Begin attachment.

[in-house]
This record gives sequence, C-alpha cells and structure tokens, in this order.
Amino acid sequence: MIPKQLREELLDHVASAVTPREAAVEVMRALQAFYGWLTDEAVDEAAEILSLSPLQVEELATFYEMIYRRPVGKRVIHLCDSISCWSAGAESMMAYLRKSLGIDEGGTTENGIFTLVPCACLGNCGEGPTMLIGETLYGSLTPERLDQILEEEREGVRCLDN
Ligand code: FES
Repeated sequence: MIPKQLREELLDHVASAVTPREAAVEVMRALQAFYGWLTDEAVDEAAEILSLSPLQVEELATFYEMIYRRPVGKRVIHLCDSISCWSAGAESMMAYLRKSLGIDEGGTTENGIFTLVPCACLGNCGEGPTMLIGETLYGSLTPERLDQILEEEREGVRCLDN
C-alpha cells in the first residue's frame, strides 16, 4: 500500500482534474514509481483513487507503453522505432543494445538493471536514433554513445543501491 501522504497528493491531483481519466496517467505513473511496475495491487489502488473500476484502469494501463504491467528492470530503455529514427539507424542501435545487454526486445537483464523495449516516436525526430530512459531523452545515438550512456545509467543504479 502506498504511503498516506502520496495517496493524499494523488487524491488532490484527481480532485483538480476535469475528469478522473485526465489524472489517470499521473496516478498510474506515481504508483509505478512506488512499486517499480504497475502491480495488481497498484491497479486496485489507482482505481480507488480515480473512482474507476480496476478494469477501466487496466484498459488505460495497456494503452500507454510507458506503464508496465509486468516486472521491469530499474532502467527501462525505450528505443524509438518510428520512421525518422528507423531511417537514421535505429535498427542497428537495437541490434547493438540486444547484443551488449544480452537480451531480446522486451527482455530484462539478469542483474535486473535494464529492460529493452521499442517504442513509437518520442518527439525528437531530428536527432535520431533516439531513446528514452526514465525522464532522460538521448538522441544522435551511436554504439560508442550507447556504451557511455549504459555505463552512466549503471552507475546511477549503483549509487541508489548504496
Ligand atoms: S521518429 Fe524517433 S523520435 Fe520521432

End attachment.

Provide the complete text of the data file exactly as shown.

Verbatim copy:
[in-house]
This record gives sequence, C-alpha cells and structure tokens, in this order.
Amino acid sequence: MIPKQLREELLDHVASAVTPREAAVEVMRALQAFYGWLTDEAVDEAAEILSLSPLQVEELATFYEMIYRRPVGKRVIHLCDSISCWSAGAESMMAYLRKSLGIDEGGTTENGIFTLVPCACLGNCGEGPTMLIGETLYGSLTPERLDQILEEEREGVRCLDN
Ligand code: FES
Repeated sequence: MIPKQLREELLDHVASAVTPREAAVEVMRALQAFYGWLTDEAVDEAAEILSLSPLQVEELATFYEMIYRRPVGKRVIHLCDSISCWSAGAESMMAYLRKSLGIDEGGTTENGIFTLVPCACLGNCGEGPTMLIGETLYGSLTPERLDQILEEEREGVRCLDN
C-alpha cells in the first residue's frame, strides 16, 4: 500500500482534474514509481483513487507503453522505432543494445538493471536514433554513445543501491 501522504497528493491531483481519466496517467505513473511496475495491487489502488473500476484502469494501463504491467528492470530503455529514427539507424542501435545487454526486445537483464523495449516516436525526430530512459531523452545515438550512456545509467543504479 502506498504511503498516506502520496495517496493524499494523488487524491488532490484527481480532485483538480476535469475528469478522473485526465489524472489517470499521473496516478498510474506515481504508483509505478512506488512499486517499480504497475502491480495488481497498484491497479486496485489507482482505481480507488480515480473512482474507476480496476478494469477501466487496466484498459488505460495497456494503452500507454510507458506503464508496465509486468516486472521491469530499474532502467527501462525505450528505443524509438518510428520512421525518422528507423531511417537514421535505429535498427542497428537495437541490434547493438540486444547484443551488449544480452537480451531480446522486451527482455530484462539478469542483474535486473535494464529492460529493452521499442517504442513509437518520442518527439525528437531530428536527432535520431533516439531513446528514452526514465525522464532522460538521448538522441544522435551511436554504439560508442550507447556504451557511455549504459555505463552512466549503471552507475546511477549503483549509487541508489548504496
Ligand atoms: S521518429 Fe524517433 S523520435 Fe520521432